NEW YORK (Reuters) — Early indications of wage pressures in pockets of corporate America have begun emerging in recent weeks, suggesting labour costs could be a bigger headwind for U.S. companies in 2016.
Over the course of the latest corporate earnings reporting season, executives from nearly 20 S&P 500 companies have flagged labour costs, shortages or wage pressure as headwinds.
That is up from about a dozen companies who singled out these concerns a quarter earlier and a year ago, a sign that more companies are talking about wage issues, an analysis of earnings season comments by Thomson Reuters showed.
Wage inflation has been largely nonexistent in the plodding economic expansion out of the Great Recession, a key factor behind the robust recovery in company profits over the past six years even as sales growth has remained muted.
Now, though, a combination of rising U.S. payrolls, political pressures to increase state and federal minimum wages and some industry-specific issues, such as expensive labor contracts in the airlines and automakers and labor shortages in construction, could finally be gelling to force up labor costs.
"The conditions are beginning to be in place for something that has been languishing really since the bottom of the recession," said Mark Dawson, chief investment officer at Rainier Investment Management in Seattle. "We're closer to the point where wage pressures in certain areas are increasingly going to be seen. I would expect it to be more of an issue next year."
Wage concerns that started popping up a year ago in a handful of industries such as fast food restaurants and retailers have persisted and are spreading to a more diverse range of companies, including homebuilding and construction companies and airlines.
Wal-Mart, the world's largest retailer, has said next year's earnings could decline as much as 12 percent, partly because of costs to raise entry-level wages.
Executives at Shake Shack have said it plans to increase menu prices in January, though they do not expect those higher prices to fully offset higher labor costs.
For home builders, tight labour markets have been a constraint.
"No question, labor is tight. Reports coming out of other builders, we're not immune to it," David Auld, D.R. Horton's president and chief executive said in a Nov. 10 conference call.
The company said it has been able to offset the higher costs so far through its prices.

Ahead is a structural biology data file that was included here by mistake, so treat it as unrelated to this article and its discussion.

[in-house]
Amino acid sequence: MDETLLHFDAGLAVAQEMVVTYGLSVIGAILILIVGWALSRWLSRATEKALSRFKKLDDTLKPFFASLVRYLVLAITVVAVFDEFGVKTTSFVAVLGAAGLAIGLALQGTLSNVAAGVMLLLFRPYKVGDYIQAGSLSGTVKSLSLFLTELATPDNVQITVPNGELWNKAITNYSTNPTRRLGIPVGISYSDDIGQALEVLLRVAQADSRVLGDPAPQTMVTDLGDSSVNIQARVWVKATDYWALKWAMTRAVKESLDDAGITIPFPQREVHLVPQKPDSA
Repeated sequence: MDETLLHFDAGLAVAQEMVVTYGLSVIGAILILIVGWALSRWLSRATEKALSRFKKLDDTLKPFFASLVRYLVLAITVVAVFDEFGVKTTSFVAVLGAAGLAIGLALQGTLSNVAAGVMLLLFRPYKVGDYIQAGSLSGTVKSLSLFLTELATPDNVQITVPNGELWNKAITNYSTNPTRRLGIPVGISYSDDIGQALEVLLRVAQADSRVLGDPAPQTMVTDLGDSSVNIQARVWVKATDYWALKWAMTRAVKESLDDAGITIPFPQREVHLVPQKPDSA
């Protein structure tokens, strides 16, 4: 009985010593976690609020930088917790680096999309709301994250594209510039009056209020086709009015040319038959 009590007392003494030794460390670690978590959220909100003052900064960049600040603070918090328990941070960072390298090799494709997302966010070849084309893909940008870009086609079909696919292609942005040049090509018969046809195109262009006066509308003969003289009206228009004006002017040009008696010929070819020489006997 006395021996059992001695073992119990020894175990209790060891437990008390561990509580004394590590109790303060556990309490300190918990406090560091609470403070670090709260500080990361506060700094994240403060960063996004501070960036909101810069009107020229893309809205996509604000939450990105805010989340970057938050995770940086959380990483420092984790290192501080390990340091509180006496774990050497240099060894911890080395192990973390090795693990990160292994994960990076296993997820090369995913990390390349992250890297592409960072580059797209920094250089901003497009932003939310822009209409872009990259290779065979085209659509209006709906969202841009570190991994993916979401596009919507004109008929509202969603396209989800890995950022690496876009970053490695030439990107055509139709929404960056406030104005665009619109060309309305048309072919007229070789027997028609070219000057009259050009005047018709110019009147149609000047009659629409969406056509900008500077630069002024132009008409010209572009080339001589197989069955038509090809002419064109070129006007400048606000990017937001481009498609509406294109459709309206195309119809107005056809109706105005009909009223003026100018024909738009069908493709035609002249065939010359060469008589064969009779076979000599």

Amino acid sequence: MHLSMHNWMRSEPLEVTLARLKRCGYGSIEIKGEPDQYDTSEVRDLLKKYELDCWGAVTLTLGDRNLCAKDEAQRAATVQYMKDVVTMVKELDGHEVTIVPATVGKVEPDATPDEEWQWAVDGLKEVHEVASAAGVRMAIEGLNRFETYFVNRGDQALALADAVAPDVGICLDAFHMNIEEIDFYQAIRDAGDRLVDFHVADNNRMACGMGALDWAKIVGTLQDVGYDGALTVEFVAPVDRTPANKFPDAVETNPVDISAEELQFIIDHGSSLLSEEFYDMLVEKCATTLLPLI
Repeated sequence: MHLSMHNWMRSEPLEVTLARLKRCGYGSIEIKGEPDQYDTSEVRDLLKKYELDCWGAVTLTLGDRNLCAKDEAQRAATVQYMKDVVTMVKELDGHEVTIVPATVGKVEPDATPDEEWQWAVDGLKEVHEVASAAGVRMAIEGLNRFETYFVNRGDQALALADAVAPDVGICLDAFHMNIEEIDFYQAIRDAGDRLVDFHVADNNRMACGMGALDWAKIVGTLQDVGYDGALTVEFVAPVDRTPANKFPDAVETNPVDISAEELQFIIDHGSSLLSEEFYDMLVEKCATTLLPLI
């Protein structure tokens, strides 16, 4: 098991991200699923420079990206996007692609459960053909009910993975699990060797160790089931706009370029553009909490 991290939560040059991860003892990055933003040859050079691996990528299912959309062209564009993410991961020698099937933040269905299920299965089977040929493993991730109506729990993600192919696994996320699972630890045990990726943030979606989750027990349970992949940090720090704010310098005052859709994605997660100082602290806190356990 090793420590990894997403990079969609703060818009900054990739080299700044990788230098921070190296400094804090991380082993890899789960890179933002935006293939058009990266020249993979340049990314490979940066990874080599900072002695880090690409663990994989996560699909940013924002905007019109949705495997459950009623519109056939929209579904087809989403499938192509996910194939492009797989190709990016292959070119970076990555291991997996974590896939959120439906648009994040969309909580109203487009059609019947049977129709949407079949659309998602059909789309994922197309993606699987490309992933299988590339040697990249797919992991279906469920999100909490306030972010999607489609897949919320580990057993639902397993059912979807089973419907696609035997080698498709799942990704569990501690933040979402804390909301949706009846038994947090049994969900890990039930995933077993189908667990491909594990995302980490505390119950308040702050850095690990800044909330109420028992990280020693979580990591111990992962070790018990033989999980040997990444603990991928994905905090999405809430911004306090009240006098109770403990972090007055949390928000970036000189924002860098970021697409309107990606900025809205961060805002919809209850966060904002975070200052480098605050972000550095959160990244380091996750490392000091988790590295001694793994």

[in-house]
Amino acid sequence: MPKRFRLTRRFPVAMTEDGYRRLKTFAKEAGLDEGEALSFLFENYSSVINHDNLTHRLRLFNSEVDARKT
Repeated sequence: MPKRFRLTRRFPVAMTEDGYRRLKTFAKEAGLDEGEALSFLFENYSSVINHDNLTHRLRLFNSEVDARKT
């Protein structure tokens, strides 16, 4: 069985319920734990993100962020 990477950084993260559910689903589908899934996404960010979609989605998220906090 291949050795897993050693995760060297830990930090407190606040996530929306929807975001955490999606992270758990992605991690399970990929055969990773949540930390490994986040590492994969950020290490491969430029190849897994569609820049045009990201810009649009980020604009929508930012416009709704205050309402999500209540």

Among other homebuilders citing labour as an issue, PulteGroup reported a quarterly profit decline and said construction delays from labor shortages dampened sales. Also, Chief Financial Officer Bob O'Shaughnessy said during the earnings call Pulte is paying more to attract and retain labor.
Similarly, real estate investment trusts Ventas and Welltower mentioned concerns about wage pressures in the recent reporting period.
"It's something that we are very focused on," Scott Brinker, Welltower's chief investment officer, said in a conference call.
Some industries are expecting higher labor costs from renewed contracts, such as the case with airlines.
Contract negotiations are in the works for pilots at major U.S. airlines United, Delta and Southwest that could result in higher wages and costs in 2016. Hospital providers, too, are citing higher employee costs.
When it warned on results last month and cited higher labor costs, HCA Holdings triggered a selloff in the hospital provider space. Its labor costs as a percentage of sales increased in the third quarter from a year ago.
Universal Health Services CFO Steve Filton, though, said the industry was not yet experiencing the same wage pressure as it was a decade ago.
To be sure, plenty of companies are still laying off workers to cut costs further, especially in the energy sector, which is hard hit by falling oil prices.
Last month, nonfarm payrolls recorded their largest gain since December 2014, while the unemployment rate fell to a 7-1/2-year low of five per cent.
The number of unemployed persons to job openings is as low as it was in 2007, according to U.S. government data.
Moreover, the debate over whether to raise the minimum wage has been gaining steam and is a hot topic among U.S. presidential candidates, suggesting the issue is likely to persist at least through next year's election.
The current federal minimum wage is US$7.25 an hour, compared with proposals for minimums of US$12 to US$15 an hour.
"It's really a combination of more competition for low-wage workers, and the fact that there's pressure to raise those wages in a number of jurisdictions and just in general," said Rick Meckler, president of investment firm LibertyView Capital Management in Jersey City, New Jersey.